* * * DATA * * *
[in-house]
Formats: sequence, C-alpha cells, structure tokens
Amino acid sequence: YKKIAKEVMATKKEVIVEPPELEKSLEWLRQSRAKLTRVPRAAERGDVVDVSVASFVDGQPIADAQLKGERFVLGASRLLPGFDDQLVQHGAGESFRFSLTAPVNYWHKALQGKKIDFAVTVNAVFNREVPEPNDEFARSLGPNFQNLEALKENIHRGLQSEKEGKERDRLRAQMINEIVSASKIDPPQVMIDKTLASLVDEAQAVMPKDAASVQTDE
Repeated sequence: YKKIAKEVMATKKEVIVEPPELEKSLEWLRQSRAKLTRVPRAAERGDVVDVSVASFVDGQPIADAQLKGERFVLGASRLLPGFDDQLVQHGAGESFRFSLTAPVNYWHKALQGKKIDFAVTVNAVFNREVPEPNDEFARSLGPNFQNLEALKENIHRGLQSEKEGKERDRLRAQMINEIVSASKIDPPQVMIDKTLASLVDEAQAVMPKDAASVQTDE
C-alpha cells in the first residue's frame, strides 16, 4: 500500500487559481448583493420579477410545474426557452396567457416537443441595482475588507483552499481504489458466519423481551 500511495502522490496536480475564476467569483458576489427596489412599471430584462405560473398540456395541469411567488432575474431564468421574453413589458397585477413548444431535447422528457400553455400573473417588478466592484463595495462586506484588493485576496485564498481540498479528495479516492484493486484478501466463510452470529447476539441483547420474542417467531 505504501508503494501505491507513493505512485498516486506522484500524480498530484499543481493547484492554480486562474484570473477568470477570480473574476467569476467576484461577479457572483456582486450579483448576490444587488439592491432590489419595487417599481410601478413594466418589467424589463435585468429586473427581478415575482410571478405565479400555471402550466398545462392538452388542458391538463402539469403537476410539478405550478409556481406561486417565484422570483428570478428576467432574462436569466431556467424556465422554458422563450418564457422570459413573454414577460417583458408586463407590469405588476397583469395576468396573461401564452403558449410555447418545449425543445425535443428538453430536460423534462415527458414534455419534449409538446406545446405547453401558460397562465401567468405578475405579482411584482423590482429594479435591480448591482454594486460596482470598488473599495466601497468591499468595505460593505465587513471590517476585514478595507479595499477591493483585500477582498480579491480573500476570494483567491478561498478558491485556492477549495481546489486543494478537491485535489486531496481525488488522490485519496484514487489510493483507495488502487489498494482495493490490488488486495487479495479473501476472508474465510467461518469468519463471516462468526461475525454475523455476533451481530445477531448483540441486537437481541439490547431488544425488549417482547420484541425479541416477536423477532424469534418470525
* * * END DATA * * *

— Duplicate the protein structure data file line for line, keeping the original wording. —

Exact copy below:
[in-house]
Formats: sequence, C-alpha cells, structure tokens
Amino acid sequence: YKKIAKEVMATKKEVIVEPPELEKSLEWLRQSRAKLTRVPRAAERGDVVDVSVASFVDGQPIADAQLKGERFVLGASRLLPGFDDQLVQHGAGESFRFSLTAPVNYWHKALQGKKIDFAVTVNAVFNREVPEPNDEFARSLGPNFQNLEALKENIHRGLQSEKEGKERDRLRAQMINEIVSASKIDPPQVMIDKTLASLVDEAQAVMPKDAASVQTDE
Repeated sequence: YKKIAKEVMATKKEVIVEPPELEKSLEWLRQSRAKLTRVPRAAERGDVVDVSVASFVDGQPIADAQLKGERFVLGASRLLPGFDDQLVQHGAGESFRFSLTAPVNYWHKALQGKKIDFAVTVNAVFNREVPEPNDEFARSLGPNFQNLEALKENIHRGLQSEKEGKERDRLRAQMINEIVSASKIDPPQVMIDKTLASLVDEAQAVMPKDAASVQTDE
C-alpha cells in the first residue's frame, strides 16, 4: 500500500487559481448583493420579477410545474426557452396567457416537443441595482475588507483552499481504489458466519423481551 500511495502522490496536480475564476467569483458576489427596489412599471430584462405560473398540456395541469411567488432575474431564468421574453413589458397585477413548444431535447422528457400553455400573473417588478466592484463595495462586506484588493485576496485564498481540498479528495479516492484493486484478501466463510452470529447476539441483547420474542417467531 505504501508503494501505491507513493505512485498516486506522484500524480498530484499543481493547484492554480486562474484570473477568470477570480473574476467569476467576484461577479457572483456582486450579483448576490444587488439592491432590489419595487417599481410601478413594466418589467424589463435585468429586473427581478415575482410571478405565479400555471402550466398545462392538452388542458391538463402539469403537476410539478405550478409556481406561486417565484422570483428570478428576467432574462436569466431556467424556465422554458422563450418564457422570459413573454414577460417583458408586463407590469405588476397583469395576468396573461401564452403558449410555447418545449425543445425535443428538453430536460423534462415527458414534455419534449409538446406545446405547453401558460397562465401567468405578475405579482411584482423590482429594479435591480448591482454594486460596482470598488473599495466601497468591499468595505460593505465587513471590517476585514478595507479595499477591493483585500477582498480579491480573500476570494483567491478561498478558491485556492477549495481546489486543494478537491485535489486531496481525488488522490485519496484514487489510493483507495488502487489498494482495493490490488488486495487479495479473501476472508474465510467461518469468519463471516462468526461475525454475523455476533451481530445477531448483540441486537437481541439490547431488544425488549417482547420484541425479541416477536423477532424469534418470525